First, it helped to ascertain potential location of Russian mercenaries in Libya: Ajdabiya (capital of the Al Wahat District, in northeastern Libya, controlled by Haftar forces, located 438 miles from the line of direct confrontation) and Asbia (the area of the International Airport in Tripoli, a sight of intense urban fighting).
Second, in terms of logistics and transportation, Russian mercenaries in Syria are using the same pattern as in the Central African Republic — the Ural-4320 off-road 6×6 vehicles, produced in Russia.
Third, based on the profiles of the mercenaries, it is possible to ascertain that they are not current members of the Russian armed forces, yet do have vast fighting experience from previous military campaigns.
An investigation carried out by Meduza brought to light other important details.
Based on information from an unnamed source close to the FSB and the Russian PMC industry, the actual number of mercenary casualties may have reached 35 militants coming from Krasnodar (where the Molkino military polygon serves as a training ground for the Wagner group), Sverdlovsk and Murmansk regions.
The source claimed that Russia’s interests in Libya “are solely concerned with the oil,” whereas members of the Wagner group are involved in a broad spectrum of operations ranging from non-military (rendering physical security to logistical flaws and critical infrastructure) to para-military (surveillance and intelligence gathering) and military (actual participation in fighting) operations.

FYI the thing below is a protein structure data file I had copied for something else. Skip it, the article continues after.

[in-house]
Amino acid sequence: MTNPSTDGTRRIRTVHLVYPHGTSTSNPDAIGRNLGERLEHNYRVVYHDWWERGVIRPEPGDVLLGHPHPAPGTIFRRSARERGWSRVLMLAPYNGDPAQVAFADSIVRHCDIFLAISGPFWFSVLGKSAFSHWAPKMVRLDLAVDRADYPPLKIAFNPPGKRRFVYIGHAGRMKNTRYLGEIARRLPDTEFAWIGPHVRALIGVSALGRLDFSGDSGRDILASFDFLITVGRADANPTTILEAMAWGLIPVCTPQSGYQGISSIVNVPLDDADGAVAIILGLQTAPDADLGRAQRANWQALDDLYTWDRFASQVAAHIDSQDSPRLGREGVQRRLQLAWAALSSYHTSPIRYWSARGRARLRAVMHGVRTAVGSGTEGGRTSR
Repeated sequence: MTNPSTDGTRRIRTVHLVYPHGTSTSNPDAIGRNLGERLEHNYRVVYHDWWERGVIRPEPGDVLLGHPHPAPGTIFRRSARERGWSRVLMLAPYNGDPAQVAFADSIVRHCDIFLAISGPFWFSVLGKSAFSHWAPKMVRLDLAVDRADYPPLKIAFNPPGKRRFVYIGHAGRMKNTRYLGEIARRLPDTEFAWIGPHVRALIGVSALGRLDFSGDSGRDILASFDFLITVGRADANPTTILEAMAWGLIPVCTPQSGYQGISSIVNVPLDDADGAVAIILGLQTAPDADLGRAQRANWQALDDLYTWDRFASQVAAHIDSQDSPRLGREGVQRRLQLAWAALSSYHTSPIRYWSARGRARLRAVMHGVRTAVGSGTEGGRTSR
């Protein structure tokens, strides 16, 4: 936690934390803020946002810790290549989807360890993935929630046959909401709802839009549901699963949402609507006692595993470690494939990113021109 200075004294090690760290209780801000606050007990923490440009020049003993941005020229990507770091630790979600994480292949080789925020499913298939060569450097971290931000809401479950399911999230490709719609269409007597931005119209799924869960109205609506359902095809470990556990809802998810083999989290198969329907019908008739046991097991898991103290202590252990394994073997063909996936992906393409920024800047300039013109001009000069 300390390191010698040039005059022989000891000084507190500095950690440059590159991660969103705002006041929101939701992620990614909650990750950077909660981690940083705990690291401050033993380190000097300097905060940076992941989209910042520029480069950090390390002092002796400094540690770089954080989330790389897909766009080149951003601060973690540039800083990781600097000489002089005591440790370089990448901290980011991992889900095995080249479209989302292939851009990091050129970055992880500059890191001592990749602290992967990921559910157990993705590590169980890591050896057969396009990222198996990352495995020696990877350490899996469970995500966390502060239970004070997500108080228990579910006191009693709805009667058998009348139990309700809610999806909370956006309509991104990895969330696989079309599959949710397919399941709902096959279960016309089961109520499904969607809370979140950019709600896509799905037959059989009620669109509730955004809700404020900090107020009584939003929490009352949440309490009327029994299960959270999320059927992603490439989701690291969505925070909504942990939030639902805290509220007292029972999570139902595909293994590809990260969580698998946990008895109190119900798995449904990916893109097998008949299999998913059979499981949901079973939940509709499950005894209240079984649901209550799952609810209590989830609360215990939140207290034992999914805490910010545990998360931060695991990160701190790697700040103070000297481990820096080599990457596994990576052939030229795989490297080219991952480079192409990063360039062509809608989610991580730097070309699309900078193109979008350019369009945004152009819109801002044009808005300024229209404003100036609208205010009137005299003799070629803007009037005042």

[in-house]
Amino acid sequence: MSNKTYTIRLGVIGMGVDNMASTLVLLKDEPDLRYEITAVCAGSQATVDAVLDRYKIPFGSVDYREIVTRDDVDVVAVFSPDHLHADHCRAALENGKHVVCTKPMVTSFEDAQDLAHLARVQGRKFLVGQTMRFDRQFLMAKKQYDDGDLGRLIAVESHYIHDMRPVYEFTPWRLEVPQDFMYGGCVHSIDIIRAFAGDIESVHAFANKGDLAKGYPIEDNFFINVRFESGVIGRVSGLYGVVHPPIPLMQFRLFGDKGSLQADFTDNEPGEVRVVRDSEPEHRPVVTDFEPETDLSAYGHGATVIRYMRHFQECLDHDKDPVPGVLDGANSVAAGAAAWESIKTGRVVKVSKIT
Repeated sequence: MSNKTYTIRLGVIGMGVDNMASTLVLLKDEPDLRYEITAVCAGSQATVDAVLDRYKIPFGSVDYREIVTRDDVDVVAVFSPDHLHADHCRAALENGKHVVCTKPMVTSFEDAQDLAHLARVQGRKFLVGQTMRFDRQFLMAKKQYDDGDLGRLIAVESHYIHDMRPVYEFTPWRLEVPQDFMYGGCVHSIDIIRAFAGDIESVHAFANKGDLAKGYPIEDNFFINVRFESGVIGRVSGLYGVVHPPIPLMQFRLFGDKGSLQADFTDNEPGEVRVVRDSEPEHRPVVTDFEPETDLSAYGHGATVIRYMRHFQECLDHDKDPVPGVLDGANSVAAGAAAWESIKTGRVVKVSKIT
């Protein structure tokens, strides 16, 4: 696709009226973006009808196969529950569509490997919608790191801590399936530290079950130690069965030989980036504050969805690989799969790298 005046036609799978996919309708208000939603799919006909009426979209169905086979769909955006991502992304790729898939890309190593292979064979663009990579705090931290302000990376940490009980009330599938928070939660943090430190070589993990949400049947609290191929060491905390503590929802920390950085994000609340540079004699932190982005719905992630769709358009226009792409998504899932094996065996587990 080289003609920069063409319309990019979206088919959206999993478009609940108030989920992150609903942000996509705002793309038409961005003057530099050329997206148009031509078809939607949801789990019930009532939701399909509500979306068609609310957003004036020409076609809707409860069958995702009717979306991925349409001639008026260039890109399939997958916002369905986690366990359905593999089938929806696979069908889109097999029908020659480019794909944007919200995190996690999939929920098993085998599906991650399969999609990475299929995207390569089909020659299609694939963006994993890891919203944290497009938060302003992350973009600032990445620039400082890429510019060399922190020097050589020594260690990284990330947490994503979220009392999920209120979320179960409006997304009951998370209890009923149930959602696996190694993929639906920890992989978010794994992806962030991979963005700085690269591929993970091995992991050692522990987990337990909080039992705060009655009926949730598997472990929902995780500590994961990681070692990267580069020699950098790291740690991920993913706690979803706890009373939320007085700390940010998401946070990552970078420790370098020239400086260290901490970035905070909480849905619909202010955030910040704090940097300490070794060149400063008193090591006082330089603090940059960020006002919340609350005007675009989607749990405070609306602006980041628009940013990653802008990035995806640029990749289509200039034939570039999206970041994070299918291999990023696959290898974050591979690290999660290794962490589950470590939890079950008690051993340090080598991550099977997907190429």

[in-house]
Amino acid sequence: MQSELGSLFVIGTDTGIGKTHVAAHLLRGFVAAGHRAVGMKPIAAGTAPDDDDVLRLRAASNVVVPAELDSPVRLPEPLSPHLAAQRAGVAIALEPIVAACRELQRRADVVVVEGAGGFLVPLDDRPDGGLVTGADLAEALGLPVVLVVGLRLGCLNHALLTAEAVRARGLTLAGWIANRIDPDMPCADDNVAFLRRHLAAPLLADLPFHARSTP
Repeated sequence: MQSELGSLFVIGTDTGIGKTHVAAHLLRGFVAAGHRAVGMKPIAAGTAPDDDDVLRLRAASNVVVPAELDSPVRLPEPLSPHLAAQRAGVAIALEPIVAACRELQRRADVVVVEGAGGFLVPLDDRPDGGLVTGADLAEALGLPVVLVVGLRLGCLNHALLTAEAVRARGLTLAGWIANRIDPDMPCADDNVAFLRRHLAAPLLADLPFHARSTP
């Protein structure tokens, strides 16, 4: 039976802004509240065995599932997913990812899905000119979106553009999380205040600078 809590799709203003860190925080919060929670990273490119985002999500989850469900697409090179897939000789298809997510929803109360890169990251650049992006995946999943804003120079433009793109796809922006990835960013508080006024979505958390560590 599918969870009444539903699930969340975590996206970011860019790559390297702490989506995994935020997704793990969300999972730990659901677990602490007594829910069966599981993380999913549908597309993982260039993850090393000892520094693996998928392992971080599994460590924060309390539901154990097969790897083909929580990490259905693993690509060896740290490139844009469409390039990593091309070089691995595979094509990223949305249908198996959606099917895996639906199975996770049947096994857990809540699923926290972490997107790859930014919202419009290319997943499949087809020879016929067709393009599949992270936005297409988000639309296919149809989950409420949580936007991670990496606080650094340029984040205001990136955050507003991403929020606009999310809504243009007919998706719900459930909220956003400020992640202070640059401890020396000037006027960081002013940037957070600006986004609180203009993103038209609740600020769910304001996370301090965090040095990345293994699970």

According to Meduza, the recent attack caused casualties among the Rusich group, with one of Wagner’s commanders, Alexander Kuznetsov, severely wounded; he has now been transferred to St. Petersburg.
This points to the fact that Russia employs Wagner veterans in Libya, meaning experienced fighters and its most valuable cadre.
Now, with the presence of Russian mercenaries in Libya established, it might seem that Moscow has made a shift from subtle — primarily economic and diplomatic — to direct support for Haftar in his push for the ultimate victory.